The story is told through the eyes of Brad Brazza, a med student who is now responsible for the health care of many of the survivors. Helping Brad is Suzy Novorka, a mother whose two children had already been airlifted off the roof. The other characters we meet are Paquita, who was once Lonzo's woman, Ishigami Shiguro, and elderly sensei who is deadly with a katana, Bernardo, Lonzo's second in command, and Chola, a prisoner who has been abandoned by the cop who was guarding him. Somehow a few zombies manage to get up on the roof so there's biting and bloodshed and Shiguro's katana working overtime. Order on the roof is falling apart -- mayhem, death and rape abounds. The army is now able to evacuate their soldiers and some of the survivors; about half the population of the rooftop is left to their own devices. On another rooftop in Los Angeles there is an End of the World Party/Orgy. Almost everyone in L.A. has given up.
Brad, Suzy, Paquita, Lonzo, Chola, and Shiguro try to escape. There is rumor that some survivors are hiding out in the mountains. Lonzo tries to rape Suzy and she kills him. Shiguro sacrifices himself in a swishing katana bloodbath so the others can escape. We then flash forward to twenty years hence. Brad and Paquita now have two children. Susy went off to try to dind her children and ws never heard from. Chola is now the leader of the mountain community. And the zombies? We assume they are still around, but these zombies follow some biological rules. They can get rigor mortis and be unable to move -- making them easier to kill. And their bodies putrify and sooner of later they just rot away. there may be light at the end of the zombie apocalypse tunnel, after all.
The final story in the book is Complete Zombies vs. Robots by Chris Ryall, with surreal artwork by Ashley Wood. Three scientists have perfected (?) a time machine that can travel to the future. Two of them want to be the first to test the device. The third thinks that it is too dangerous and that a robot should be sent instead. One scientist enters the machine and comes back a mangled mess of blood, meat, and bones. The second scientist enters the machine and...doesn't come back. The third scientist activates a robot for the next trip. Unfortunately, he ignores Asimov's Laws of Robotics and the robot decides that robots are better than humans and kills the scientist before entering the machine.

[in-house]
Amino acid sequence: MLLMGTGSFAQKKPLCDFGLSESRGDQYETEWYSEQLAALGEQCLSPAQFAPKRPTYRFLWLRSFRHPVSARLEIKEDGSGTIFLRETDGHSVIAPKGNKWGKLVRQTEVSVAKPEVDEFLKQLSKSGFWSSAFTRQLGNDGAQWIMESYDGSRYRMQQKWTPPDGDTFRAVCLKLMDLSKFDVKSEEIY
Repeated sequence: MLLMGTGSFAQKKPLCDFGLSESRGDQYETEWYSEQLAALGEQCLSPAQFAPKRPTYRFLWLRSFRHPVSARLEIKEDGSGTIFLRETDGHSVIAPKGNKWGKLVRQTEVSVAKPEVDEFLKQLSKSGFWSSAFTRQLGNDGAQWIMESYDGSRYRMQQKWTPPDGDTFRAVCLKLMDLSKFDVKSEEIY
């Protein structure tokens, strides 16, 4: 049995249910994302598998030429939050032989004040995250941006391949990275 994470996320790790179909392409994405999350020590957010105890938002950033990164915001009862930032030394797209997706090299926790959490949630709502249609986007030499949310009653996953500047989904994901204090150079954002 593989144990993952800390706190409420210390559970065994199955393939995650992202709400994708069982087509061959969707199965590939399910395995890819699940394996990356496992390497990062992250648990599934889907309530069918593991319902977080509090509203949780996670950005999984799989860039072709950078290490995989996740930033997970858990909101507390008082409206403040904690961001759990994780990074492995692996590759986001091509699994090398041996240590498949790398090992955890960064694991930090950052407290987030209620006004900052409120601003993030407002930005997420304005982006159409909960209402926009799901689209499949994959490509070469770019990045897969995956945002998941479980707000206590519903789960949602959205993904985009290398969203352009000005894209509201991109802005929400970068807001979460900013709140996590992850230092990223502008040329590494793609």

Now we are in the future and mankind has been eliminated by zombies. Robots have exxpanded and began to specialize, including the introduction of a merciless war robot. But, wait! Somehow there is one human left -- a baby girl who is cared for by the robots. The war robot kills the baby and then triggers the annihilation of zombies and robots worldwide. That should be the end. But wait, somewhere in the future there is a tribe of Amazons living (and, as with all Amazons in a non-patriarchal society, they run around naked). Somehow, there are more zombies around, including what appearss to be a Minataur zombie, and a killer robot. So the Amazons get wiped out, except for three 17-year-olds and a ten-year-old. They manage to kill the zombies but at the cost of their own lives. Warbot is the only one left. He sails off in a freighter, which gets pulled down into the ocean depths by a kraken. Then, surprise! Mermen!
A totally chaotic story that moves all over the place. Yet this is the best story in the book. It's told with wry, dark humor and drawn in a surrealistic style that fits the tale well. If you are looking for a zombie/robot/Amazon apocalypse story, this is the one for you. A masterpiece of imagination and surrealism.
This was the first Zomnibus issued by IDW. A second volume was issued in 2011. I'll be on the lookout for that one.
The Crime Club was a mystery anthology series that ran on the Mutual Network for 46 episodes from December 2, 1946, to October 15, 1947. Doubleday Publishing had entered a deal with Mutual to adapt mysteries from its Dobleday Crime Club imprint for the show and to use the Crime Club name for a few original scripts in the program. This series is not to be confused with the Eno Crime Club that had aired years earlier on Columbia; there was no connection between that show and Doubleday.
Each episode began with with The Librarian of The Crime Club answering the telephone, telling the caller that he did have "that" book, and inviting the caller to stop by The Crime Club to get the story. Once the caller arrived, The Librarian would take the manuscript off the shelf and the tale would begin.
In "Fish for Entree" -- presumably an original script; I could not find any reference to the book on Worldcat -- a corpse with dead fish in its pocket is hauled up from the harbor by the son of the local sheriff. Written by Stedman Coles and directed by Roger Bower, this episode features Walter Kinsella, Virginia Dwyer, Bill Smith, Julie Stevens, and Paul Hammond. Barry Thomson is The Librarian.
"The Slambangaree" by Richard K. Munkittrick (from his collection The Slambangaree and Other Stories, 1897; any earlier publicatin not known)